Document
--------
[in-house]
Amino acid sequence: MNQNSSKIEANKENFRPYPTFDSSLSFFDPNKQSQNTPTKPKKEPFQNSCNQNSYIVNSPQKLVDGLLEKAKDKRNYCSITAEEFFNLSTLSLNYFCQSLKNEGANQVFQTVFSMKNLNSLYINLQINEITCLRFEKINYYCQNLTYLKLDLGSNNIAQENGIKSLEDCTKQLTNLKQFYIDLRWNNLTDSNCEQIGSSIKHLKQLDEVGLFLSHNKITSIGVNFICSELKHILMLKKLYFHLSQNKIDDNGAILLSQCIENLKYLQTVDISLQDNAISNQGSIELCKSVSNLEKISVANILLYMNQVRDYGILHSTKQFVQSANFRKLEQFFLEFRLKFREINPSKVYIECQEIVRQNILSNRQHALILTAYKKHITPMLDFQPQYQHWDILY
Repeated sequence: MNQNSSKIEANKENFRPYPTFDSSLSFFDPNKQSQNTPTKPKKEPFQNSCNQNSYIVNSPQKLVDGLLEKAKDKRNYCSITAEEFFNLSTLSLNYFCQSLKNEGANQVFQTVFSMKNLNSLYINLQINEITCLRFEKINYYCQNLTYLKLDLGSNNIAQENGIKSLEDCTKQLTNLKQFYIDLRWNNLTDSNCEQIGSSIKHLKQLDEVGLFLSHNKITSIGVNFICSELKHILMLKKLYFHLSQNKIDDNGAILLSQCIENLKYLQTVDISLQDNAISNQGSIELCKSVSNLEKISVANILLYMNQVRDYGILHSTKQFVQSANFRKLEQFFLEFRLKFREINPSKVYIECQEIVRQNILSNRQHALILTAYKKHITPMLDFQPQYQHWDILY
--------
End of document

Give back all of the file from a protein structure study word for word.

[in-house]
Amino acid sequence: MNQNSSKIEANKENFRPYPTFDSSLSFFDPNKQSQNTPTKPKKEPFQNSCNQNSYIVNSPQKLVDGLLEKAKDKRNYCSITAEEFFNLSTLSLNYFCQSLKNEGANQVFQTVFSMKNLNSLYINLQINEITCLRFEKINYYCQNLTYLKLDLGSNNIAQENGIKSLEDCTKQLTNLKQFYIDLRWNNLTDSNCEQIGSSIKHLKQLDEVGLFLSHNKITSIGVNFICSELKHILMLKKLYFHLSQNKIDDNGAILLSQCIENLKYLQTVDISLQDNAISNQGSIELCKSVSNLEKISVANILLYMNQVRDYGILHSTKQFVQSANFRKLEQFFLEFRLKFREINPSKVYIECQEIVRQNILSNRQHALILTAYKKHITPMLDFQPQYQHWDILY
Repeated sequence: MNQNSSKIEANKENFRPYPTFDSSLSFFDPNKQSQNTPTKPKKEPFQNSCNQNSYIVNSPQKLVDGLLEKAKDKRNYCSITAEEFFNLSTLSLNYFCQSLKNEGANQVFQTVFSMKNLNSLYINLQINEITCLRFEKINYYCQNLTYLKLDLGSNNIAQENGIKSLEDCTKQLTNLKQFYIDLRWNNLTDSNCEQIGSSIKHLKQLDEVGLFLSHNKITSIGVNFICSELKHILMLKKLYFHLSQNKIDDNGAILLSQCIENLKYLQTVDISLQDNAISNQGSIELCKSVSNLEKISVANILLYMNQVRDYGILHSTKQFVQSANFRKLEQFFLEFRLKFREINPSKVYIECQEIVRQNILSNRQHALILTAYKKHITPMLDFQPQYQHWDILY